by Mitch Kokai
Senior Political Analyst, John Locke Foundation
Rich Lowry‘s latest column at National Review Online explains why a controversial document linked to Google should not be described as an “anti-diversity screed.”
The first thing to know about the instantly infamous “anti-diversity screed” written by an anonymous Google software engineer is that it isn’t anti-diversity or a screed.
The loaded description, widely used in the press and on social media, is symptomatic of the pearl-clutching over the memo, which questions the premises and effectiveness of Google’s diversity policies.
The document was meant — before getting splashed on the Internet — as an internal conversation-starter. The author posits that innate differences between the sexes might account for the disparity between men and women in the male-dominated world of high-tech.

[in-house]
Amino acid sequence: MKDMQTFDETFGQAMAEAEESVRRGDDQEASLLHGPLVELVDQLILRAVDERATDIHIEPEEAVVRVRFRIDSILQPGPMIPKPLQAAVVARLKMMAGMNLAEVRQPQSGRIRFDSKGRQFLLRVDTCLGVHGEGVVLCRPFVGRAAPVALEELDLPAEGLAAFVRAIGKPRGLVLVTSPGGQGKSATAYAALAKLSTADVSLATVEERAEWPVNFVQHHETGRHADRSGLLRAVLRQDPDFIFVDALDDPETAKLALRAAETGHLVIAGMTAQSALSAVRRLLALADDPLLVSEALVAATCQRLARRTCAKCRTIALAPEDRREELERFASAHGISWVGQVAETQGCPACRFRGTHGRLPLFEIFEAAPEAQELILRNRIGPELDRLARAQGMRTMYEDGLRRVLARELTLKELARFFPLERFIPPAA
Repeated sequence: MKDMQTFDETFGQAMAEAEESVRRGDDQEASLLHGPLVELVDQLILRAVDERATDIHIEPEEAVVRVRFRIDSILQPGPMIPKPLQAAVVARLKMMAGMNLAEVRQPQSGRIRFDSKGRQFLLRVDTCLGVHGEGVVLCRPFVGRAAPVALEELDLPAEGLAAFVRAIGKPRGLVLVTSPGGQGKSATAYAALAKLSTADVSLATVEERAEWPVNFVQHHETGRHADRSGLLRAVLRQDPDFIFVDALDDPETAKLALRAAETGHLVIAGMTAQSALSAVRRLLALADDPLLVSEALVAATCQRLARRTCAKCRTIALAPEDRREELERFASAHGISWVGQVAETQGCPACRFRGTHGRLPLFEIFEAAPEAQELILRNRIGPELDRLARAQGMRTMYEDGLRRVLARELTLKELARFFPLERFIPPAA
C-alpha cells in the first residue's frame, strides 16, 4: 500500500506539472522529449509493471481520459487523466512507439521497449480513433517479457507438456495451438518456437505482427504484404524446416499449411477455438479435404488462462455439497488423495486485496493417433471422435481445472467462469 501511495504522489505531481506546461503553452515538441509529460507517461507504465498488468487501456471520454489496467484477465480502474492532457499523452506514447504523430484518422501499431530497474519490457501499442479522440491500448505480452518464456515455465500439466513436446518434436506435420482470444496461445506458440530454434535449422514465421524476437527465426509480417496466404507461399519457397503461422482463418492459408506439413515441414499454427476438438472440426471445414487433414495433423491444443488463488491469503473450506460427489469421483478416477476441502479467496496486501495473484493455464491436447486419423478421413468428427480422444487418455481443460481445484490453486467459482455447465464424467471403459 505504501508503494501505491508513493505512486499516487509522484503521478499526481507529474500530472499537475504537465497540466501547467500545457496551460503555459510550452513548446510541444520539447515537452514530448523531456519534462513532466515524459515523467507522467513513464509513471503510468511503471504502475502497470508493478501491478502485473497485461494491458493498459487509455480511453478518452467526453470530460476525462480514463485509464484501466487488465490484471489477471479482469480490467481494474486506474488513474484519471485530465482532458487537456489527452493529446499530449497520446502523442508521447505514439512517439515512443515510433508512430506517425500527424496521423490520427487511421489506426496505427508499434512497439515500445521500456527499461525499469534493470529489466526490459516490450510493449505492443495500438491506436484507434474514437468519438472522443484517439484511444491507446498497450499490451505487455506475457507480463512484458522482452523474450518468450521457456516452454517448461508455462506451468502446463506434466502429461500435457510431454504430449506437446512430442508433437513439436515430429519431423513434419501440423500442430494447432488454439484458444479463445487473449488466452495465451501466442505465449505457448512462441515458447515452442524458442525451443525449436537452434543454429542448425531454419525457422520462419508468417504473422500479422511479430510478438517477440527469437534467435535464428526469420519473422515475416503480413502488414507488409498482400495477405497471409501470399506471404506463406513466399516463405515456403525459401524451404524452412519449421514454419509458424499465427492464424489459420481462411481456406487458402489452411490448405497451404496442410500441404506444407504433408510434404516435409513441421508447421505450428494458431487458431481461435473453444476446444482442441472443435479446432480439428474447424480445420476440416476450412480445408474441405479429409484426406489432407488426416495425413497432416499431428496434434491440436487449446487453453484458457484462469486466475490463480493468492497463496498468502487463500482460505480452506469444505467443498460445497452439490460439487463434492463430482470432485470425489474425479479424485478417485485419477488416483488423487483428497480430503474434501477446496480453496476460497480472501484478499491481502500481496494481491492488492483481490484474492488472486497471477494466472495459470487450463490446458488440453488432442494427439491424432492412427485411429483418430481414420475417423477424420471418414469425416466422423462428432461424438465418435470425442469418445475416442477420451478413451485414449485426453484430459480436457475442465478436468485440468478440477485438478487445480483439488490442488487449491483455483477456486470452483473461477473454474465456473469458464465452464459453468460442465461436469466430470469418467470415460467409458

He states repeatedly that he believes in diversity, and there’s no reason to doubt his self-description as a classical liberal. His exclamation-point-free memo is hardly a rant. He expresses the hope that “open and honest discussion with those who disagree can highlight our blind spots and help us grow.”
How naïve. The witless and inflamed reaction to his document instead underlines his point about “a politically correct monoculture that maintains its hold by shaming dissenters into silence.” …
… Obviously, the field should be open to women, and Neanderthal behavior in the workplace should be stamped out. But a company that believes implicit bias accounts for gender imbalances must be allergic to certain inconvenient facts. The Google author raised them — and will probably pay the price.